By Sanford R. Cardin
March 11, 2010
Read the article on JTA HERE.
TULSA, Okla. (JTA) -- The warmth emanating from the conference room of the Conti Hotel in Vilnius stood in stark contrast to the damp weather outside. Just steps away from the site of the Vilnius Ghetto, remnants of which can still be found, more than 30 young Jewish activists from across Europe were miraculously networking, studying and sharing their dreams for the Jewish future.
As I listened to their conversations, it quickly became clear why the conference organizers had decided to hold this meeting in Lithuania: There is no place in the world quite like Vilnius, once home to one of the largest and most respected Jewish communities in the world.
Vilnius in the 1700s had approximately 110 synagogues and 10 houses of study (yeshivot). It was home to the great rabbinic sage, Elijah ben Solomon Zalman, the famous Gaon of Vilnius, and Yiddish was the lingua franca. As a center of Jewish life, intellectualism and culture, it was known as the "Jerusalem of Lithuania."
By the time World War II started, approximately 250,000 Jews were living in Lithuania -- more than 50 percent of the population of Vilnius was said to be Jewish.
All that changed, however, with the invasion of the Nazis in 1941. Some 180,000 Lithuanian Jews were murdered within months of the country's fall to the Nazis. Before the nightmare was over, more than 95 percent of this once-thriving Jewish community was slaughtered. Properties were confiscated (unlike in other European countries, they have yet to be returned to the Lithuanian Jewish community, despite international appeals), synagogues destroyed and cemeteries desecrated (with the tombstones used for other purposes, including the building of steps and sidewalks).
Today, Lithuania and its Jewish community of 3,500 again are under pressure, albeit of a significantly different kind. They are suffering an economic "double whammy." A darling of investors as a leading emerging market for the past 10 to 15 years, it turns out that most of the growth Lithuania was experiencing was a result of the global real estate bubble. So when that bubble popped, so did Lithuania.
Real estate values have tumbled, banks are in trouble, credit is unavailable and the economy is struggling.
As if that weren't bad enough, the cost of electricity and heat is about to increase by 30-40 percent at the same time as people are being laid off, salaries are being frozen or cut, and state pensions are being reduced or eliminated.
When Lithuania joined the European Union, it agreed to shut down its Ignalina nuclear power plant, a facility susceptible to the same kind of problem experienced in Chernobyl. With the close of the plant on Dec. 31, much more expensive sources of power are needed now to meet the energy requirements of the country.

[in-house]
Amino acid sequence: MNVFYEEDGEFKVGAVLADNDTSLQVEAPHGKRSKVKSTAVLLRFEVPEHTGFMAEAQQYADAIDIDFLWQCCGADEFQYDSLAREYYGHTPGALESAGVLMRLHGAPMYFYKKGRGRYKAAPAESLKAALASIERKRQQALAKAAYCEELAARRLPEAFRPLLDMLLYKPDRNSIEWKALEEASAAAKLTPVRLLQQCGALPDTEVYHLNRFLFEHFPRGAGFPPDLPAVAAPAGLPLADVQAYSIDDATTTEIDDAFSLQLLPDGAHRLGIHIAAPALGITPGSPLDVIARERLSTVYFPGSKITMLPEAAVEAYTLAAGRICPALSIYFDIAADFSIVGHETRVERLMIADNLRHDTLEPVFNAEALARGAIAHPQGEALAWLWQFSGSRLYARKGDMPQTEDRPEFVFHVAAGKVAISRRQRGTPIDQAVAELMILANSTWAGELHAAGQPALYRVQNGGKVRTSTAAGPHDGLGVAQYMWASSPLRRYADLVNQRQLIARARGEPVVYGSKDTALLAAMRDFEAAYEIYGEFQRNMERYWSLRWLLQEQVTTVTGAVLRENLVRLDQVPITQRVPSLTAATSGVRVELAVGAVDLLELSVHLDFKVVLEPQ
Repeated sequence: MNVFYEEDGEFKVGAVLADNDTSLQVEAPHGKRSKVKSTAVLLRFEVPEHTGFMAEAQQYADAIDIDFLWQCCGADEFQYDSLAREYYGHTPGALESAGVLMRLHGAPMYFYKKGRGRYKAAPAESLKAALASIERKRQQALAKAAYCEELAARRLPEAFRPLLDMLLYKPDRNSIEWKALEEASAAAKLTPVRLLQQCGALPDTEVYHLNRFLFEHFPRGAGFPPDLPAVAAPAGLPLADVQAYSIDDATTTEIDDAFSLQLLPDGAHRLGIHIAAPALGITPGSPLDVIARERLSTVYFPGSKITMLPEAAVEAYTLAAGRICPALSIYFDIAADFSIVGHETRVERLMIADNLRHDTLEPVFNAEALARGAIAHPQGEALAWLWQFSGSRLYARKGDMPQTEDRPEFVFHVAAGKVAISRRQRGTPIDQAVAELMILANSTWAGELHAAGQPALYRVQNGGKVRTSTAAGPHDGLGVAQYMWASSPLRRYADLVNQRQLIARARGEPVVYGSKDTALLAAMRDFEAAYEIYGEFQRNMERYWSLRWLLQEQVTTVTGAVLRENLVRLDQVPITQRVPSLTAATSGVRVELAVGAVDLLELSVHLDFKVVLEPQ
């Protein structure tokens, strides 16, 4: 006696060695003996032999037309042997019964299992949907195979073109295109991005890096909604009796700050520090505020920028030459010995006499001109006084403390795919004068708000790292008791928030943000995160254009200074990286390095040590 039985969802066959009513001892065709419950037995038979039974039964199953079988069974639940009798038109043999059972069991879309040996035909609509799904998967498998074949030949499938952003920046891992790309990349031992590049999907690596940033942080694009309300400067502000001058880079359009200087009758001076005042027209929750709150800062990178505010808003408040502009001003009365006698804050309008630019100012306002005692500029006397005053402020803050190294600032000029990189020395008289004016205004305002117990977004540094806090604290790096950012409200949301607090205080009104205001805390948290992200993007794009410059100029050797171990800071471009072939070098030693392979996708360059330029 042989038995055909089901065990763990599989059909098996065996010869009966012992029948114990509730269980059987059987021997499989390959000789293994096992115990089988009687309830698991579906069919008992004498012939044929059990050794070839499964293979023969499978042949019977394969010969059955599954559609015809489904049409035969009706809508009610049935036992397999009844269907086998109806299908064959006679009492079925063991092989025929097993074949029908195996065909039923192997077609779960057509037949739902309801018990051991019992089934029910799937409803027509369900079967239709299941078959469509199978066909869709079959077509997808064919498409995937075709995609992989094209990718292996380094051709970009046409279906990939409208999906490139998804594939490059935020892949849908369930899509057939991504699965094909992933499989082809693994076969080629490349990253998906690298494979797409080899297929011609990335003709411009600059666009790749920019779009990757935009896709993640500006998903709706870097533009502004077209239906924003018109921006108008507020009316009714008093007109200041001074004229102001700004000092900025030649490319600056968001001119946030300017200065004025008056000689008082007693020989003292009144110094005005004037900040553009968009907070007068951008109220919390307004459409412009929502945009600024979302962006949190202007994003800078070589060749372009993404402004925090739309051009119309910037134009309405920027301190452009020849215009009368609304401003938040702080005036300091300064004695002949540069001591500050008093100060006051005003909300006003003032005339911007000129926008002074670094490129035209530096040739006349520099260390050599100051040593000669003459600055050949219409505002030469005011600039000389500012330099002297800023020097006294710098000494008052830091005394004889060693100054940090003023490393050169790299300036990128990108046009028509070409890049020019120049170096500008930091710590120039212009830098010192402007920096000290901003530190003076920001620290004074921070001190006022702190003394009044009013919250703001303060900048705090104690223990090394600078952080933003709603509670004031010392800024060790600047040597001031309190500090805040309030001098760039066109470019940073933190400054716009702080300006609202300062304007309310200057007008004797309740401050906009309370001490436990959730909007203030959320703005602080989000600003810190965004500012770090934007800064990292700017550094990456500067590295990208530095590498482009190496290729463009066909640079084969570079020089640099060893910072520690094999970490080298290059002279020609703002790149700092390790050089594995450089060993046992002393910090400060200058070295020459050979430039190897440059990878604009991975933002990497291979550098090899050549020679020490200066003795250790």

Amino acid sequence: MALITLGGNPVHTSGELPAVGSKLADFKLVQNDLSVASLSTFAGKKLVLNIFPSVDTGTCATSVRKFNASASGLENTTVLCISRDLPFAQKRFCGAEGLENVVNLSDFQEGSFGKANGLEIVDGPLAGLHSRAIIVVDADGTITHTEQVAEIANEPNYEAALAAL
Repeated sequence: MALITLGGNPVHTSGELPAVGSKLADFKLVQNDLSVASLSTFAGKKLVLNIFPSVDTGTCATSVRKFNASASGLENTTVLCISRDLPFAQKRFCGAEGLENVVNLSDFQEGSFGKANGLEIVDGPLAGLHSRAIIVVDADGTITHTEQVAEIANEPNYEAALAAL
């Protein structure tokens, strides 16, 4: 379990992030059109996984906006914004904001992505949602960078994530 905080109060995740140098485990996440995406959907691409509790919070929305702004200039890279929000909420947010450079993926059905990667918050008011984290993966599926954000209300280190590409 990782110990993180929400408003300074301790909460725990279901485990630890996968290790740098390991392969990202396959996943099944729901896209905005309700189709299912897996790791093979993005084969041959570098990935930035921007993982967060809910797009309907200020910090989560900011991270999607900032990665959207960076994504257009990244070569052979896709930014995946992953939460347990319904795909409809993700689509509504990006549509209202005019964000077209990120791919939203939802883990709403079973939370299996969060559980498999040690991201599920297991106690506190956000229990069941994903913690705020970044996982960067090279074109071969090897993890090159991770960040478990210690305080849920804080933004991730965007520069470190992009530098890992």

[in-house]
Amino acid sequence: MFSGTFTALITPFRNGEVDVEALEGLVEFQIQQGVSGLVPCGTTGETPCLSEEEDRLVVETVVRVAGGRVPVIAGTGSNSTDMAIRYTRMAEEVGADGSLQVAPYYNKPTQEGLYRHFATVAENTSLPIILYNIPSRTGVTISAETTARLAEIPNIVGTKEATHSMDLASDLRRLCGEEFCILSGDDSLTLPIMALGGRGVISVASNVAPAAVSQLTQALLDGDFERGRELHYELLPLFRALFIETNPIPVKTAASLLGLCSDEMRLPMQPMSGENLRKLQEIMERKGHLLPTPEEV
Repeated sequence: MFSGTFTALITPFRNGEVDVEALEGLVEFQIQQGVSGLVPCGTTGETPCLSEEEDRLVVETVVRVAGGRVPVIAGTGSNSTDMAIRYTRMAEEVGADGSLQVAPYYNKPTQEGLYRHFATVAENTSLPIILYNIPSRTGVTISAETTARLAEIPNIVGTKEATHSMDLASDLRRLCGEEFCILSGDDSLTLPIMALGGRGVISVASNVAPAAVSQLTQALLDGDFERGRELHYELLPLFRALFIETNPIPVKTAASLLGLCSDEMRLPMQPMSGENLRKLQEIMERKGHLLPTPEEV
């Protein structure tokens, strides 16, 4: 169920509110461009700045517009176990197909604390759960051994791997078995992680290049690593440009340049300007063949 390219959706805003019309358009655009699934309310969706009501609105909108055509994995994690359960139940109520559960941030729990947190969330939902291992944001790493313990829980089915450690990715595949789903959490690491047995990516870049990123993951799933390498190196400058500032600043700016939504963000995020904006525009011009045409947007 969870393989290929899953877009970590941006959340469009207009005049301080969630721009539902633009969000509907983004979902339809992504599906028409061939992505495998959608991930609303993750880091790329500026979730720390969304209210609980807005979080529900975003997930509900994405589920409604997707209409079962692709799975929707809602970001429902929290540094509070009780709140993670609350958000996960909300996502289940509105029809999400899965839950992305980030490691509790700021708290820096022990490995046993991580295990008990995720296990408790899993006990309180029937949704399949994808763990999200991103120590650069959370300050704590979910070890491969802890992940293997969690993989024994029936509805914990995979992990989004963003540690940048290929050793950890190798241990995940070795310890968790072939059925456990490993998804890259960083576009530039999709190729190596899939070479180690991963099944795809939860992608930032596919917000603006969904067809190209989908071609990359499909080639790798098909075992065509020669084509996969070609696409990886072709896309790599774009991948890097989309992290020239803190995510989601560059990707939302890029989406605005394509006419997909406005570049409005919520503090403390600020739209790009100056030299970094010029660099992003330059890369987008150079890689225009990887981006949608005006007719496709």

Is the future of Lithuanian Jewry as bleak as the skies over Vilnius on the darkest of days? Not by a long shot.
In a story now playing out all across Europe, out of the ashes and despite the current economic challenges, Jewish life in Vilnius is slowly re-emerging.
The president of the community is Dr. Simon Alperavitchius, a white-haired elder for whom Yiddish remains his mother tongue. His executive director is a charismatic 28-year-old named Simon Gurevichius, who after graduating from university at the top of his class decided that his career could wait while his beloved Jewish people could not. Simon has molded a community in his image: young, energetic and optimistic.
Under the leadership of the two Simons, Vilnius has developed a thriving kindergarten with 40 pupils this year and 80 in 2011, if the necessary space can be found and funded. There is also a K-12 day school, among the best academic institutions of its kind in Vilnius, in need of space and funds to be able to admit the students it now must wait-list.
Informal Jewish educational opportunities in Vilnius are equally impressive.
But what the future holds for this community is unclear. Without the continued assistance of the American Jewish Joint Distribution Committee, as well as the infusion of funds and expertise from other sources, it will be very difficult for Lithuanian Jewry to keep its emerging young leaders active and engaged. That's the bad news.
The good news is that philanthropists can make a big difference in Vilnius’ Jewish life for relatively small sums. The key institutions are in place, the community is motivated and the leadership is as committed today as it was when the Israeli poet Abba Kovner, himself a leader of the Jewish partisans in the Vilnius Ghetto, vowed "to fight rather than go to the slaughter like sheep."
Left to its own devices, Lithuanian Jewry has a chance to bring itself back to life in ways virtually no one believed possible just a few years ago. With the help of others, the future of this once-dominant and resilient center of Jewish life can be assured.
Sanford R. Cardin is president of the Charles and Lynn Schusterman Family Foundation.